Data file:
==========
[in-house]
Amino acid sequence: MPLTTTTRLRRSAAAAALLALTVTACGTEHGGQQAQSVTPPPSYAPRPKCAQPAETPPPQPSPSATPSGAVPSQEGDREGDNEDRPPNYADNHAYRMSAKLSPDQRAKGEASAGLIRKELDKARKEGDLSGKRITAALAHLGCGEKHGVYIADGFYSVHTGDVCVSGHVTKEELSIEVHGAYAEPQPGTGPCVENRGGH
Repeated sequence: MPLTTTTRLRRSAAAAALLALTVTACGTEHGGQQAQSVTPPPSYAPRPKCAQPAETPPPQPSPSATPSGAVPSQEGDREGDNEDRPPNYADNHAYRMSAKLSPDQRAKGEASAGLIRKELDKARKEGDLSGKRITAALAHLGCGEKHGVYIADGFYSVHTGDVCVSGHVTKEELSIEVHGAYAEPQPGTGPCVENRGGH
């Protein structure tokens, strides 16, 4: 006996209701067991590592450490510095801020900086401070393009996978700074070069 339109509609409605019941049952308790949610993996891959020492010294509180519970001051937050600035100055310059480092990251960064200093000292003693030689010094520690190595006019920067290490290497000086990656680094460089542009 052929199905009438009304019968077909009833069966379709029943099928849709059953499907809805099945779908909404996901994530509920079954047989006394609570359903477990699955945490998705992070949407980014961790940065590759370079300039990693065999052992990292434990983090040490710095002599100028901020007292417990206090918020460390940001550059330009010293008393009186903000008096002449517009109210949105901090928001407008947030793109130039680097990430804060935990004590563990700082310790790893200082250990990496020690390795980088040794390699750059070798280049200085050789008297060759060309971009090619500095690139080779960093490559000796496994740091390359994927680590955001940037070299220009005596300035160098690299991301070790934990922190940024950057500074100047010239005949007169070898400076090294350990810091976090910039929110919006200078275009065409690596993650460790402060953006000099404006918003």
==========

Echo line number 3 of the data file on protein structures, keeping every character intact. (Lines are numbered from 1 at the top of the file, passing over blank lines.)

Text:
Repeated sequence: MPLTTTTRLRRSAAAAALLALTVTACGTEHGGQQAQSVTPPPSYAPRPKCAQPAETPPPQPSPSATPSGAVPSQEGDREGDNEDRPPNYADNHAYRMSAKLSPDQRAKGEASAGLIRKELDKARKEGDLSGKRITAALAHLGCGEKHGVYIADGFYSVHTGDVCVSGHVTKEELSIEVHGAYAEPQPGTGPCVENRGGH